Updated: Jul 27
In the most recent episode of The Rambling Devil, I touched on where I've been the last week, but there was one thing I left out because it didn't effect me recording anything. That thing is- we got a puppy.
Last summer, my eldest kids did an outstanding job taking care of the chickens, and as a reward, my wife and I decided to get a puppy. I've wanted one for a while- well, I've wanted a dog and the promise was for a dog- so we got one. And to be honest, it's a real chore. Not that I didn't expect a new animal to be a chore, but suffice to say raising a puppy is a brand new headache for me and my wife.
The little stinker (Honor Harrington is her name, though we stick with Honor) is nippy (as puppy's are) and the kids aren't all cool with that. Teaching them how to interact with the puppy and the puppy to interact with them is fun, if challenging sometimes. We got a good book to help us along the way after a work friend referred it to us, and discovered that we got the puppy at the exact right time developmentally.
All this to say that my wife- who swore we'd never have a dog in the house- had to relent and let the puppy live in the house. She's too young to be outside yet and she needs training before we can safely let her be given our proximity to the road (I'm speaking of honor, not my wife). The plans with regards to the dog changed just before she got here, and for the most part things have been going smoothly.
Except she hasn't picked a spot on the floor to go tinkle, which left me chasing puddles for fifteen minutes while trying to make a snack while exporting today's episode- then eye drops for my PRK recovery. Been a hectic morning- and it's not even 11 yet. Not that this is a bad thing- it's just a thing we have to move through. Another test in life that will have great benefits should we pass it.
And that's kind of where I wanted to take this post today- those tests in life we routinely have to deal with. Another test I'm facing is a son and daughter slamming into puberty at the speed of time. The hormones and the exasperating emotional swings that come along with that are yet another layer on the onion of my life that I have to weather. And I will- even if it does leave me with slightly less hair on my head, and a few holes in my intestinal lining.
Small prices to pay for the potential rewards.
At least, that's what I think, though this doesn't square with what others say to me- especially when they find out I have five kids. One guy actually said to me, "That's seven more than I want to have." Which, in a way, means he wants to kill two kids, but I'm pretty sure he was being hyperbolic. Then again, he was fired for sexual harassment... But I digress.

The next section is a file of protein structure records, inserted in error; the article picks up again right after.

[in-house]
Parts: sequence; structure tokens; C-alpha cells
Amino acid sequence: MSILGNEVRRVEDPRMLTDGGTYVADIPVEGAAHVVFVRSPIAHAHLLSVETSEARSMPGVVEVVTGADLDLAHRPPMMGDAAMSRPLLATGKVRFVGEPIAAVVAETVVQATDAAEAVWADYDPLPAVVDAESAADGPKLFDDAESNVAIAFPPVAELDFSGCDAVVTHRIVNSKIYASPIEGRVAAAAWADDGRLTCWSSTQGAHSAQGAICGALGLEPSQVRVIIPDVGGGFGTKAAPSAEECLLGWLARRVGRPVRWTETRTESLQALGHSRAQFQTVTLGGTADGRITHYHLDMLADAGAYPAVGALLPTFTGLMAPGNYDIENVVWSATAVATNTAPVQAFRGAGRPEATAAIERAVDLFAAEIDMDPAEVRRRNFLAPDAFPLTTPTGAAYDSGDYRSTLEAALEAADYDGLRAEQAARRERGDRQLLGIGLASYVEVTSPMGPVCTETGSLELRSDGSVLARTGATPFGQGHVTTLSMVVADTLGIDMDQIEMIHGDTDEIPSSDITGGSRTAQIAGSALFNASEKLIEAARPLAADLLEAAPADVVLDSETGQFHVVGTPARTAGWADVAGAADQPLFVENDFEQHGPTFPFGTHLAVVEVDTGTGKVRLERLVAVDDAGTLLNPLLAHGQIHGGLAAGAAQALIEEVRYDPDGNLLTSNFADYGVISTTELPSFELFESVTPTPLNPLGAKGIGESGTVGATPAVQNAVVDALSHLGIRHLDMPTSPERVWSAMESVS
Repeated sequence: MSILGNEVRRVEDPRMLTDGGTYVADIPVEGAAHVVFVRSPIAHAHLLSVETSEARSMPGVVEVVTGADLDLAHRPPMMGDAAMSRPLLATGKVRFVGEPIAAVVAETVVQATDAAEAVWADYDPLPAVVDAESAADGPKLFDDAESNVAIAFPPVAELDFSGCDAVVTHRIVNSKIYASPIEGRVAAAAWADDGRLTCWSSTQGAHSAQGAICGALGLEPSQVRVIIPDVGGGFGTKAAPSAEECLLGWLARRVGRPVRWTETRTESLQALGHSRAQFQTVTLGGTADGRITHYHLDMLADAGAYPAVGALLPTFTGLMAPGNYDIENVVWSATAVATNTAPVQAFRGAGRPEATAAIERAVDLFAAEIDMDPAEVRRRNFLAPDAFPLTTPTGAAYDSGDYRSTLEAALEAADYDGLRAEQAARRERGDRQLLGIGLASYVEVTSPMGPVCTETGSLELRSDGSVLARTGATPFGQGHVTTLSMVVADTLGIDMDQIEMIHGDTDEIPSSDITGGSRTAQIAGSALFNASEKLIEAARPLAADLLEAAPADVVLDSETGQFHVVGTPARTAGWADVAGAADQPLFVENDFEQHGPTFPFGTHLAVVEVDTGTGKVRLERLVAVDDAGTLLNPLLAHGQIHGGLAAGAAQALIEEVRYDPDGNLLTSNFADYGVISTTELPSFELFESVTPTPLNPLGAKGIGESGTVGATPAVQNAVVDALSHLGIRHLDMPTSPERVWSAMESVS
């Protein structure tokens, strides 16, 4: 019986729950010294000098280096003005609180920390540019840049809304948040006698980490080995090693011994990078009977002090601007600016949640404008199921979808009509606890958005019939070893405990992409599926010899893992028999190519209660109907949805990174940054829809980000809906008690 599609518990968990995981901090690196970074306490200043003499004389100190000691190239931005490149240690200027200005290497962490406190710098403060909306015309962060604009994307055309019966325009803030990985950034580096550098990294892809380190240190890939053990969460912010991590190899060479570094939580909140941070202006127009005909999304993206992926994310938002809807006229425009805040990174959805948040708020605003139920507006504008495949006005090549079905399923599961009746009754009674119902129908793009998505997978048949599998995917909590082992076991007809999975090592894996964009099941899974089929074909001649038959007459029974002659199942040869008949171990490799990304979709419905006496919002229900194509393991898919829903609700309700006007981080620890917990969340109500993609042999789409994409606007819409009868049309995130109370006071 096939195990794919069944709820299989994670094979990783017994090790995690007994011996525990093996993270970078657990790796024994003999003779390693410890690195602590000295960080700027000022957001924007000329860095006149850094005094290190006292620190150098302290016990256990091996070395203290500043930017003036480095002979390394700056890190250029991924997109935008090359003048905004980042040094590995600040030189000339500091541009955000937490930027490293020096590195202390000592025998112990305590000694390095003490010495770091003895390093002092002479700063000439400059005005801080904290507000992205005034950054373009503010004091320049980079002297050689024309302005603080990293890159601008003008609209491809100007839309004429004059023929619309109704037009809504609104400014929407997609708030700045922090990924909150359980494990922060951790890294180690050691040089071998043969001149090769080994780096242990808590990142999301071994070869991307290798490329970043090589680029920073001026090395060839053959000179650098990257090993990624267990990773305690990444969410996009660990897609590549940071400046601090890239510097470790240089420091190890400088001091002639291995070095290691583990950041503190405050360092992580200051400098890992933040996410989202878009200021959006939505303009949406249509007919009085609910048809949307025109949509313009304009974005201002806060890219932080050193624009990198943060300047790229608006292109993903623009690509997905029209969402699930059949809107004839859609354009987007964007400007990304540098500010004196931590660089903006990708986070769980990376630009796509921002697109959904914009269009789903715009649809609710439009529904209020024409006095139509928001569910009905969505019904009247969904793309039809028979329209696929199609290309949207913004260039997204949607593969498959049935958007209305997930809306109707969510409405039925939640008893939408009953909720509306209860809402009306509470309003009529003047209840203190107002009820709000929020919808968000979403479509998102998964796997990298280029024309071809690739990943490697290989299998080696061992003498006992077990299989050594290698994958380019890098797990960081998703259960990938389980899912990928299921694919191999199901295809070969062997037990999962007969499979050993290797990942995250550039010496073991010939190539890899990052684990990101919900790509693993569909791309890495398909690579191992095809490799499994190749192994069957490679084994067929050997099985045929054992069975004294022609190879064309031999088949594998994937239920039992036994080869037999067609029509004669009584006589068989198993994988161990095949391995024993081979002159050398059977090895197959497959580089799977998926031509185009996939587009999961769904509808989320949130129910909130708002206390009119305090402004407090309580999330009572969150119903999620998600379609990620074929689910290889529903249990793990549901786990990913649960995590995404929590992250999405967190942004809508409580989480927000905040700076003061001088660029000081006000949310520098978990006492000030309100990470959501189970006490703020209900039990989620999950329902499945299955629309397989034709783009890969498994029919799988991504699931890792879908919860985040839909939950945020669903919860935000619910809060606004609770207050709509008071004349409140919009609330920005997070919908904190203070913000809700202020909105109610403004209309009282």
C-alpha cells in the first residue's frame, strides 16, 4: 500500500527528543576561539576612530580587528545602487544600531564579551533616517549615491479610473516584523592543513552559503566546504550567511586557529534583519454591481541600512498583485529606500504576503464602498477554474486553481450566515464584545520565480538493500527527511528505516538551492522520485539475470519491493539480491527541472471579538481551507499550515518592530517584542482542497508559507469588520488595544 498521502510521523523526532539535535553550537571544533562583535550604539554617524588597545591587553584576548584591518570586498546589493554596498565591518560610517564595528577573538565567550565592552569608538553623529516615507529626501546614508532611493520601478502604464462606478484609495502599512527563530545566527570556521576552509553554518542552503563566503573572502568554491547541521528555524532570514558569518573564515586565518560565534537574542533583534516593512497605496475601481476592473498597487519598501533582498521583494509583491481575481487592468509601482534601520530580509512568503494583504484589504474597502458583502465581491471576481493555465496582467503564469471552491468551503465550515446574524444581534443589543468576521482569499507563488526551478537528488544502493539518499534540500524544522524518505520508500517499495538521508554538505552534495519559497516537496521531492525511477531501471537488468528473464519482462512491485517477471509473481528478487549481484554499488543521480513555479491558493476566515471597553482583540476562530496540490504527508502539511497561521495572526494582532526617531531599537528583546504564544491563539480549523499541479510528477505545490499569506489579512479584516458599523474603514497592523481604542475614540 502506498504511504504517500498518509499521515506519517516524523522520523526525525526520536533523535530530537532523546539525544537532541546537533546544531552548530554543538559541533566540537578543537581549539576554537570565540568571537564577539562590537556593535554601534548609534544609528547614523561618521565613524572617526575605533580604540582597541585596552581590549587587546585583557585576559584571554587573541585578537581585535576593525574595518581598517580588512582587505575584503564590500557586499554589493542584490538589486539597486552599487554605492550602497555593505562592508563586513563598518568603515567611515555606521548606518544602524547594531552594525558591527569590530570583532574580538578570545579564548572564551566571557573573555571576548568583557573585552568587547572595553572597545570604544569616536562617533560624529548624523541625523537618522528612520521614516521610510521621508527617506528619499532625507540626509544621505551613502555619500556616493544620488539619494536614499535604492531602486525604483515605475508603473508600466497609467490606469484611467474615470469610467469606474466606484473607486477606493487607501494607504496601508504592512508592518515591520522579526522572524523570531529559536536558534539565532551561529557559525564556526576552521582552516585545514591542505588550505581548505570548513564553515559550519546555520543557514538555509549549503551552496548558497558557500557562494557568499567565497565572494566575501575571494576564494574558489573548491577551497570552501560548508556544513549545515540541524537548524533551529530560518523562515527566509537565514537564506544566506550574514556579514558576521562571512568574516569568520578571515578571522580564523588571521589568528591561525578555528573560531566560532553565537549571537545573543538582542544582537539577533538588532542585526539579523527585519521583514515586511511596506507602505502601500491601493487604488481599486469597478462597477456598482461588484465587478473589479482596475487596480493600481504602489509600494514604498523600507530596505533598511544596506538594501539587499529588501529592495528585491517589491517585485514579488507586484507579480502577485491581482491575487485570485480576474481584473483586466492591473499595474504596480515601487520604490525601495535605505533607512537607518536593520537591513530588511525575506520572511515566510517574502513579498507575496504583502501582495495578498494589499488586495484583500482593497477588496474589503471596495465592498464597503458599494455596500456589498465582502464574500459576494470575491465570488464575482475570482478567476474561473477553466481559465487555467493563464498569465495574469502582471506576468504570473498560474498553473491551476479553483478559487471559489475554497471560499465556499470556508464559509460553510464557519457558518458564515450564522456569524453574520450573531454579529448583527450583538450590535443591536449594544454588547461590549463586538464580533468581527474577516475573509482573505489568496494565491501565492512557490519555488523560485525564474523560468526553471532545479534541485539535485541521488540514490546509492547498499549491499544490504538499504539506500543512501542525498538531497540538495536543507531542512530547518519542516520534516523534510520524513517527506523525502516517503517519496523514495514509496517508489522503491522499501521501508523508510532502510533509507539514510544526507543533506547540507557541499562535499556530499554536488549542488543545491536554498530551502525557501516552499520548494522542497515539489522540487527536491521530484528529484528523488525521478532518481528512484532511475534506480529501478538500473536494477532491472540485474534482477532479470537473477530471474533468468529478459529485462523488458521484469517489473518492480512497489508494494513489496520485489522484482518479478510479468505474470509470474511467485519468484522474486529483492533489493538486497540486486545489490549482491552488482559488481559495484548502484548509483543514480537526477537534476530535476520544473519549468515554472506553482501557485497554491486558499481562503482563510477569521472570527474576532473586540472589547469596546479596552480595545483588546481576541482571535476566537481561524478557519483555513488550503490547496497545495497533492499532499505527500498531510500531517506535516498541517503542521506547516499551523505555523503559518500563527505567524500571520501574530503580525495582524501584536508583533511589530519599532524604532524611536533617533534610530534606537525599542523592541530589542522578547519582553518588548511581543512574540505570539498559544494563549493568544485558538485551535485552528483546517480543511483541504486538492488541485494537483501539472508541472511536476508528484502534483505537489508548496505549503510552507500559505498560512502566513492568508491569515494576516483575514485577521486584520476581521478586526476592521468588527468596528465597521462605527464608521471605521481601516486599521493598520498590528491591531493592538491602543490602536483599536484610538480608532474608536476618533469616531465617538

The point is that there is a whole class of people out there who are either afraid of or indifferent to having any kids, let alone a fire-team reinforced. Makes me wonder if these people actually hate the idea of having kids, or that the test involved is more than they want to take on.
Either reason saddens me to a degree. Sure, having a family and the associated responsibilities are hard and can be taxing some days, but the rewards that are involved when it goes right are enormous compared to any potential downfalls. With great risk comes great reward, and it's only in assuming that risk that we can ever achieve the reward that is on the other side. I won't ever be a Great Grandpa if I don't take the risk of being a Great Dad.
But who am I to speak? I too have failed some of those tests of which I speak. I haven't bought investment real estate, haven't run for office, haven't truly applied "up" when seeking a job, haven't really put myself out there. I too fail in this very thing I speak of more often than I would like. Part of it is the cost associated with failure (ironically) and part of it is the cost associated with success.
Is it the same for others? Being an average man of average (or even below average) standing, I can only assume that this is the case. So why is it that the small risk of having kids is so, for lack of a better term, terrifying to others? That I can't answer. And I won't really try. The intentions within the hearts of others are only things that I can speculate on at best, and judge at worst. And the small amount of speculating that I have done is already more than I dare.
But I do wonder, and that wondering makes me question my own reasons for doing and not doing things. Hopefully, in the end, this pondering allows me to assume the tests I must, and pass them with some level of proficiency that will give my words weight, and balance my naivety with some proportionate level of wisdom.
In the end, it's the best I can hope for. That, and well adjusted and confident progeny that can pay for a nice old folks home (or a perpetual cruise someplace nice). You know, should I earn it and they feel it's worth it.
A man can dream, can't he.
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